Larger proportion of incident unrecognized MI in women
Sex-Based Differences in Unrecognized Myocardial Infarction
Introduction and methods
Symptoms of dyspnea, nausea and fatigue may be indicative of ischemia, and more common in women. However, these symptoms are more likely not to be mentioned by patients, or unnoted or misinterpreted by the doctor. This may lead to possible underdiagnoses of myocardial infarction (MI) .
Studies have investigated unrecognized MI and findings suggest that up to 64% of MI is not recognized at first presentation , with a larger proportion of unrecognized Mis in women [3,4]. Limitations of previous studies however are that they report prevalence of unrecognized MI and date of ascertainment (data of decades ago). More informative data on incidence of unrecognized MI is limited. This study aimed to determine sex-specific incidence rate of unrecognized MI in the Lifelines Cohort Study and describe sex-specific association with self-reported symptoms and other potential predictors.
The Lifelines Cohort Study recruited a contemporary adult population of >150.000 participants in the Netherlands to examine health and health-related behaviors [5,6] and included systematic collection of serial electrocardiographic evaluations (at baseline and 5-year follow-up visit). Participants were asked about specific symptoms in the past 7 days using questionnaires, at baseline and follow-up visits. ECGs data of 57276 women and 39927 men were available. Median follow-up was 3.8 years (3.0-4.6, 25th and 75th percentiles).
- A total of 139 (0.24%) women and 305 (0.76%) men reported to be diagnosed with MI.
- Based on ECG changes, another 59 women and 60 men were classified as having unrecognized MI. This results in a proportion of unrecognized MI in women of 30% and 16% in men (P<0.001). The difference was greatest in age categories of 40-49 and 50-59 years (43% vs. 17%, P=0.001 and 30% vs. 11%, P=0.008, respectively).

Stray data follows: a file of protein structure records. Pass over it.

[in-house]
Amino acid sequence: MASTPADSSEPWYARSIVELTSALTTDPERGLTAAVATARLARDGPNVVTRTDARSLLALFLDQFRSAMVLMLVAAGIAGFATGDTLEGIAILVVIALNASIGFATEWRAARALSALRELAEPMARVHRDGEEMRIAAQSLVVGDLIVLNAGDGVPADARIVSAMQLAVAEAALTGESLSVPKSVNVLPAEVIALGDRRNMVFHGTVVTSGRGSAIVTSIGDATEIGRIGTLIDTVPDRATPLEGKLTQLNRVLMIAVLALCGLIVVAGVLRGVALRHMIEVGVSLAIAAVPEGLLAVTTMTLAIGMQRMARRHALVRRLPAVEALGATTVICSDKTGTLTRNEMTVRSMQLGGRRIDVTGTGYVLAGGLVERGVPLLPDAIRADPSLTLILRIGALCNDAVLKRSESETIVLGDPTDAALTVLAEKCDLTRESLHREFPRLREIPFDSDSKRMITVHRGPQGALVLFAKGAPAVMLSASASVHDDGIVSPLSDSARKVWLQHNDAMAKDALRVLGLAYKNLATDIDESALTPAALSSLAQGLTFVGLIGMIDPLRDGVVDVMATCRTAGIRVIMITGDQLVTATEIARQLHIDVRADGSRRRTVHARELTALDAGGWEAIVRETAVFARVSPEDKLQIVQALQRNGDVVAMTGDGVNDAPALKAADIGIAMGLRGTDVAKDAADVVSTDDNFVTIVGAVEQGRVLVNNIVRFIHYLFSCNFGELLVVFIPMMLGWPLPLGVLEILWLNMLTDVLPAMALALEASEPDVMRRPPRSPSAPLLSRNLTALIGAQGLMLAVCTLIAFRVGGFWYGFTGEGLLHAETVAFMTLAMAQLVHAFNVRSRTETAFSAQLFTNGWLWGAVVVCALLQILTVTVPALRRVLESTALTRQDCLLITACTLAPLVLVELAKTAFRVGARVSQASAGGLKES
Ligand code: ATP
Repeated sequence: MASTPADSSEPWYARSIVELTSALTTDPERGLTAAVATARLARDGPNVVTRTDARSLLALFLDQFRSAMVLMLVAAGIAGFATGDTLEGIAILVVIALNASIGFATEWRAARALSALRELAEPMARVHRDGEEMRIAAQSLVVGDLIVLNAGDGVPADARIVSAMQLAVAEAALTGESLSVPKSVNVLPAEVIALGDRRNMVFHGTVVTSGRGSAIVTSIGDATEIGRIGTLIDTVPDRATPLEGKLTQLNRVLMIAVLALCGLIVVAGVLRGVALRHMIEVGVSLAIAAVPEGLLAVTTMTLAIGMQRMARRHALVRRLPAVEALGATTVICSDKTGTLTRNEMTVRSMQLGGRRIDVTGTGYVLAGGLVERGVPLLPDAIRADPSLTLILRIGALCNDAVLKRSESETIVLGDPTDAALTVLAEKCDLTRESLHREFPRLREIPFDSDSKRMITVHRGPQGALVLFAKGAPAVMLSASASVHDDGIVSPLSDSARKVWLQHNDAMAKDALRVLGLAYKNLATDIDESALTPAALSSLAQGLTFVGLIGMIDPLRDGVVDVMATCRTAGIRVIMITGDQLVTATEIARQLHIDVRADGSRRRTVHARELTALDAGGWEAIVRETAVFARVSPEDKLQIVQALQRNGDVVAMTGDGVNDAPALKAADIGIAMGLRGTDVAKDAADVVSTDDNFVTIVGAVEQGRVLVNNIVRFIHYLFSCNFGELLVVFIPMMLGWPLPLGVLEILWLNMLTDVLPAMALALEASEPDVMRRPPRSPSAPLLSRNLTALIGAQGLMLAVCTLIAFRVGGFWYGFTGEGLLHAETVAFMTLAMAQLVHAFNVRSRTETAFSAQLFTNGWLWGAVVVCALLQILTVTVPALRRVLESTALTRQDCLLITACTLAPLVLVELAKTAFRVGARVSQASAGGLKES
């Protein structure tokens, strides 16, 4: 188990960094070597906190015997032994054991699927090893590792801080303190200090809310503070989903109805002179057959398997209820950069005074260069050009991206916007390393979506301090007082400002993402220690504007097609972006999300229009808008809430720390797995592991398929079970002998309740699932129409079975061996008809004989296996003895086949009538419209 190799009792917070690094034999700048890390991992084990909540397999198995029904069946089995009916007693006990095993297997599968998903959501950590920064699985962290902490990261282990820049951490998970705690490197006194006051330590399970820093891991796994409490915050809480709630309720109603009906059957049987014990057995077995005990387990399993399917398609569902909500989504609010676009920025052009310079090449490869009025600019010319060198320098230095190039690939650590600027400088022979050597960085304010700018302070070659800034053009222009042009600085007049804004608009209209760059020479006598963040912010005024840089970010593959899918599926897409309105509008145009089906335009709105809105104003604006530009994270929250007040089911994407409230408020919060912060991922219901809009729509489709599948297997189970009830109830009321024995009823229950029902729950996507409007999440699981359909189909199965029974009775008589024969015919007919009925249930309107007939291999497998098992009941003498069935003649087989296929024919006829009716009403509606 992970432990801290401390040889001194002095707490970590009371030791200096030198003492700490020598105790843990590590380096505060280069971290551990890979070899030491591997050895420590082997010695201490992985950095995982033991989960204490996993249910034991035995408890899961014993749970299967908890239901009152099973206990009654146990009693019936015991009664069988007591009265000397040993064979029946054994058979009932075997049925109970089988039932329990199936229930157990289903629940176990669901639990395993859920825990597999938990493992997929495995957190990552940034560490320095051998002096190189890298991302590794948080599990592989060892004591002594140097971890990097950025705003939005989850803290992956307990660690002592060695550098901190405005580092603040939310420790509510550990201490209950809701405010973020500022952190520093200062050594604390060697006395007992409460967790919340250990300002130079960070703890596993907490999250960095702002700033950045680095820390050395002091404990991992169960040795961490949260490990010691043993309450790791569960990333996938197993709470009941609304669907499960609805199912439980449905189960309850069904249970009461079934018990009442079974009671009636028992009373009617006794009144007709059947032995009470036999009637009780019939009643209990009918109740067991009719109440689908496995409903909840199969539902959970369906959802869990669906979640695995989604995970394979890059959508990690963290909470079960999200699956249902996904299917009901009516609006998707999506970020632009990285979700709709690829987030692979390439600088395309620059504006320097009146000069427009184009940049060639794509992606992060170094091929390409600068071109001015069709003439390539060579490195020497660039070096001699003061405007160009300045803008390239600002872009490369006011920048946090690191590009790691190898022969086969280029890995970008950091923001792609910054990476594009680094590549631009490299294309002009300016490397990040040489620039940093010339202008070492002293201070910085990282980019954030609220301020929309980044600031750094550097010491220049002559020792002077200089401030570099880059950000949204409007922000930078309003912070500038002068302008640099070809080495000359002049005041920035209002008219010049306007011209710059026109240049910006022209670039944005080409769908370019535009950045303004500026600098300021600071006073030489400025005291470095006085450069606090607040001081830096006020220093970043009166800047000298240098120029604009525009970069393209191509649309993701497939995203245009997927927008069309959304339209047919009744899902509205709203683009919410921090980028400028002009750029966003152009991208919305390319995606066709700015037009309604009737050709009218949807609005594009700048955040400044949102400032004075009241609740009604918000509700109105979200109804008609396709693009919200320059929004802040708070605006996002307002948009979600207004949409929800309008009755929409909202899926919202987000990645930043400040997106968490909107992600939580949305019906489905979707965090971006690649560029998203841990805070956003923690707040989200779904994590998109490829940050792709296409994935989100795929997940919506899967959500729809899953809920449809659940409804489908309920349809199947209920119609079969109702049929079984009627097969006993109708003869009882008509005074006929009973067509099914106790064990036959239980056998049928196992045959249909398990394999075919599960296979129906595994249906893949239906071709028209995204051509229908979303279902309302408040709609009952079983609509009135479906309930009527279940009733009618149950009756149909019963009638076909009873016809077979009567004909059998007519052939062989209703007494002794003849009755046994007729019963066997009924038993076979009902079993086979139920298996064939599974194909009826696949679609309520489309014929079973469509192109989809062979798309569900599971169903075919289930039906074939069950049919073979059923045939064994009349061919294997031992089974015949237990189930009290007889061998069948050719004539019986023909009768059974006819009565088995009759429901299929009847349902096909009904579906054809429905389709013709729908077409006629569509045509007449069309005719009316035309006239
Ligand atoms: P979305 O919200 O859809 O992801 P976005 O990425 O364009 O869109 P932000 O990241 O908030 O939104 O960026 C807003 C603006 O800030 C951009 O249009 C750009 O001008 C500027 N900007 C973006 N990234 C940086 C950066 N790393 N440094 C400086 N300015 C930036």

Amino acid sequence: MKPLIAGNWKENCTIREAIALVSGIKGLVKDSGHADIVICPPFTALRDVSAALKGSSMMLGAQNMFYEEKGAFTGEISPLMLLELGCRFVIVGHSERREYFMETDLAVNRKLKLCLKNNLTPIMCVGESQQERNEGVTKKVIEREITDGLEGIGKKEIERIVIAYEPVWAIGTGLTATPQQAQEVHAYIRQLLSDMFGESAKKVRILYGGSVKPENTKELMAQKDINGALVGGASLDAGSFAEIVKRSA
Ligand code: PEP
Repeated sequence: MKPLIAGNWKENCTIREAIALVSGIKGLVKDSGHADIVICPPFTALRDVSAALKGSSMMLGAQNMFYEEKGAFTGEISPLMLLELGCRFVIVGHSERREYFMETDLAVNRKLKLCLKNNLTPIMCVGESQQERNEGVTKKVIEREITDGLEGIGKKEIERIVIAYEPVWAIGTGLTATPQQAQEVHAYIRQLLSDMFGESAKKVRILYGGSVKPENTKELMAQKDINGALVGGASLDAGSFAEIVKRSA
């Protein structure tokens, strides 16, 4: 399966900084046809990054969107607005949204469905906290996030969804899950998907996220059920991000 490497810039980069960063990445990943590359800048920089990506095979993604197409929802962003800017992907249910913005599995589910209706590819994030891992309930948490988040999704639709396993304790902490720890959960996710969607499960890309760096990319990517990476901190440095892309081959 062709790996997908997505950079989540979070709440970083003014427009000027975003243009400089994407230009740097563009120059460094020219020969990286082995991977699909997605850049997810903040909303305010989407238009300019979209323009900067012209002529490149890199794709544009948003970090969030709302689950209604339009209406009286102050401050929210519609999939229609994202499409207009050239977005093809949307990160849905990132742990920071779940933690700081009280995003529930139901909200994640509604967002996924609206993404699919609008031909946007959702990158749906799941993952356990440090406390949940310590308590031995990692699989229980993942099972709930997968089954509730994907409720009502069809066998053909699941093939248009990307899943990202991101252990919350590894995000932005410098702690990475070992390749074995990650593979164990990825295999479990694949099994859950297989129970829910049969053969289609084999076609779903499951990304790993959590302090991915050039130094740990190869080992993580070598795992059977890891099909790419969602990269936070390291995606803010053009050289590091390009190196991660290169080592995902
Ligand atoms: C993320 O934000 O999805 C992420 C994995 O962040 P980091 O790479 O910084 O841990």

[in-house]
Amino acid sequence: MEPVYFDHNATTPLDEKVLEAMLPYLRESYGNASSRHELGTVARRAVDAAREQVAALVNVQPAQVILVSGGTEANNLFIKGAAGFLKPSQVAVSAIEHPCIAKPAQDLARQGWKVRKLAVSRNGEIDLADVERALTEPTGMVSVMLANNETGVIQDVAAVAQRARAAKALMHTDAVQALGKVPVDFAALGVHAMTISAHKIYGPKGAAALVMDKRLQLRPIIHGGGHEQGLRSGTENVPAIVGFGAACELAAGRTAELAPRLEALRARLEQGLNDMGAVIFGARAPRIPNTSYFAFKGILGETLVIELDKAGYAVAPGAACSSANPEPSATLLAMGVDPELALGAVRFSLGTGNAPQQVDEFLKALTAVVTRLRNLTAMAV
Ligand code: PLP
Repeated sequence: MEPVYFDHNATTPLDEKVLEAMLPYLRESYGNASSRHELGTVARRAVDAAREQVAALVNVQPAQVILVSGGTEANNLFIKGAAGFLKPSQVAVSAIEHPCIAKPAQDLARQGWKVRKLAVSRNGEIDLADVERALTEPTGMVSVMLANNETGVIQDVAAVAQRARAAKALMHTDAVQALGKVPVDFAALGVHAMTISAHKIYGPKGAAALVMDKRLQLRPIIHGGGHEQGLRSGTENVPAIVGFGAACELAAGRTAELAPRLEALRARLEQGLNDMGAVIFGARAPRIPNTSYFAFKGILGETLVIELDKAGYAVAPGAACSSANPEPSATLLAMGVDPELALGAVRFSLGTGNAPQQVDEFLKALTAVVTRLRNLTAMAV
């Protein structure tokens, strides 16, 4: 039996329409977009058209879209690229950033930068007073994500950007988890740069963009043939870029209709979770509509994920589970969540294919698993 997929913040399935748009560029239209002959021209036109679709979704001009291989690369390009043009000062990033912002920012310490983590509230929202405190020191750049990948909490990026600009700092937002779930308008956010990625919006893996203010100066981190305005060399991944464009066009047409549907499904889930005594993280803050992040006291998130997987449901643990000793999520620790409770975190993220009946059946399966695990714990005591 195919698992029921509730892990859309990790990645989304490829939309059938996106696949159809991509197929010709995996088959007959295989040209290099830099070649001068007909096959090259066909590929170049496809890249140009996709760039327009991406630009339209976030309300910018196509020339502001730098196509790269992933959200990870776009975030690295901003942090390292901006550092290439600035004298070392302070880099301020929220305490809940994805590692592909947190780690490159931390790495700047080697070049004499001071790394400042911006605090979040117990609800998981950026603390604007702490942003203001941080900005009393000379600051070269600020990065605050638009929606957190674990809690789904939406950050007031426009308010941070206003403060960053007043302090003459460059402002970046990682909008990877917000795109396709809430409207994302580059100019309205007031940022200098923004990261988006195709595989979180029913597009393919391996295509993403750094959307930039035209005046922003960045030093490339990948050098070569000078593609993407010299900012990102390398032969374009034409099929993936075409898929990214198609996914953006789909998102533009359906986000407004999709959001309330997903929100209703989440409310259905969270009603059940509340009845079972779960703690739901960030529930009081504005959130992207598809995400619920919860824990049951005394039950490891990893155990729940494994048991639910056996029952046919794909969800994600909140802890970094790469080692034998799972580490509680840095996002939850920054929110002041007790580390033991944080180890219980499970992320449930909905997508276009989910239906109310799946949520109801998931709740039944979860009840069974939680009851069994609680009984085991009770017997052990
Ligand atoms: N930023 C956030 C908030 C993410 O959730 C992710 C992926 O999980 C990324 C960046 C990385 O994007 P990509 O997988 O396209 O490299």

- Incidence rate of recognized MI age-standardized for the general Dutch population was 1.69 (0.84-3.19) in women and 2.67 (1.86-3.95) per 1000 person-years in men (P<0.001). For unrecognized MI, the general population adjusted incidence rate per 1000 PY follow-up was 0.23 (0.14-1.45) in women and 0.63 (0.24-1.52) in men.
- Prevalence of hypercholesterolemia was lower in individuals with unrecognized MI compared with recognized MI (24% vs. 41%, P=0.001). Compared with individuals with unrecognized MI, individuals with recognized MI more often reported chest pain or dyspnea. Dizziness and nausea were the most commonly reported symptoms in individuals with unrecognized MI. Compared with referents (without evidence of an infarction), individuals with unrecognized MI did not significantly report more symptoms.
- Hypertension, smoking status and blood glucose levels were predictors of unrecognized MI, with no difference in association between men and women.
The proportion of unrecognized MI was higher in women than in men (30% vs. 16%) in a contemporary adult population. This translates to an incidence rate of unrecognized MI of 0.23 in women and 0.63 in men per 1000 PYs. Notably, individuals with unrecognized MI did not report more symptoms than those without evidence of an infarction. Predictors of unrecognized MI were hypertension, smoking status and glucose levels.
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